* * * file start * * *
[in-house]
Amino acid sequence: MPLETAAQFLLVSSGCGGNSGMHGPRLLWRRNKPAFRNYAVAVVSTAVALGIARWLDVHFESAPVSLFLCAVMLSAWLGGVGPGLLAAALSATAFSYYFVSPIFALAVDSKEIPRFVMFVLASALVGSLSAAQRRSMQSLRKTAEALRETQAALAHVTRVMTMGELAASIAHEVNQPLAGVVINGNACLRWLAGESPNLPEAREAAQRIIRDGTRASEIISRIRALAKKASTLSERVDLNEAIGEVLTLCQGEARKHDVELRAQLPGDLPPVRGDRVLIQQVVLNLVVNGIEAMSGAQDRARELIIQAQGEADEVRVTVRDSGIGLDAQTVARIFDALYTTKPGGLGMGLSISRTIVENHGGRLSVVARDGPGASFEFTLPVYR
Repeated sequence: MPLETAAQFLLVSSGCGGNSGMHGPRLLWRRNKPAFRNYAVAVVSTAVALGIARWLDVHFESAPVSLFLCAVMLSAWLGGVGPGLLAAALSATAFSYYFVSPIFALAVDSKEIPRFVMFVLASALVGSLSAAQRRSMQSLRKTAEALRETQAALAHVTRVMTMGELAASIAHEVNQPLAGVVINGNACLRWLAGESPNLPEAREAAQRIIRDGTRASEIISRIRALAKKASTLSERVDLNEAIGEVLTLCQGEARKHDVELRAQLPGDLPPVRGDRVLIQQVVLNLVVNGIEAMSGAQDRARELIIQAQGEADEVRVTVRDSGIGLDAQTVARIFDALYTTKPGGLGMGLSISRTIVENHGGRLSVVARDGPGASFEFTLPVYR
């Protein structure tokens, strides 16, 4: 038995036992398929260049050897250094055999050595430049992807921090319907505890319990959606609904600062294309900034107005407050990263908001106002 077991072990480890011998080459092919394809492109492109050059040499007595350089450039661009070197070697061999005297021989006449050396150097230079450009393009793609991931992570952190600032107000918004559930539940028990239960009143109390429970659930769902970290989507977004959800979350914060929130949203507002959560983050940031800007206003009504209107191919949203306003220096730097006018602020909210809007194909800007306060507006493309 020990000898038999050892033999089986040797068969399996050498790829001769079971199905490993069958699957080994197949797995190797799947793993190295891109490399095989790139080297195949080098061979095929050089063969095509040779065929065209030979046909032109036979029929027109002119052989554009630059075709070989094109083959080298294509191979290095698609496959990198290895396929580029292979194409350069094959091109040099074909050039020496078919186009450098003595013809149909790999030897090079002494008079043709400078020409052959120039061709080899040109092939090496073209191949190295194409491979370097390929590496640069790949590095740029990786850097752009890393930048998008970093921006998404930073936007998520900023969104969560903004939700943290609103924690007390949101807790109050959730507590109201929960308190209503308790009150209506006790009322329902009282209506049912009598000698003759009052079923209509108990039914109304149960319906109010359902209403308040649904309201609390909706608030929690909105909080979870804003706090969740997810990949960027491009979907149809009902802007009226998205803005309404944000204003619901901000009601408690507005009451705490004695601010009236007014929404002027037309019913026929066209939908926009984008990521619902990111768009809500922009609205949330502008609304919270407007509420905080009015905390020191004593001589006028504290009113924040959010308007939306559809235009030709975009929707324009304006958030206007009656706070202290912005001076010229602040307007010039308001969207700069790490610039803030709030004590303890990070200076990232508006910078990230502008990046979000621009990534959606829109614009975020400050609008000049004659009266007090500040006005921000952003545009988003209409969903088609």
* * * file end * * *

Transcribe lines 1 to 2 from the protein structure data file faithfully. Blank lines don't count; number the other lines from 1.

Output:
[in-house]
Amino acid sequence: MPLETAAQFLLVSSGCGGNSGMHGPRLLWRRNKPAFRNYAVAVVSTAVALGIARWLDVHFESAPVSLFLCAVMLSAWLGGVGPGLLAAALSATAFSYYFVSPIFALAVDSKEIPRFVMFVLASALVGSLSAAQRRSMQSLRKTAEALRETQAALAHVTRVMTMGELAASIAHEVNQPLAGVVINGNACLRWLAGESPNLPEAREAAQRIIRDGTRASEIISRIRALAKKASTLSERVDLNEAIGEVLTLCQGEARKHDVELRAQLPGDLPPVRGDRVLIQQVVLNLVVNGIEAMSGAQDRARELIIQAQGEADEVRVTVRDSGIGLDAQTVARIFDALYTTKPGGLGMGLSISRTIVENHGGRLSVVARDGPGASFEFTLPVYR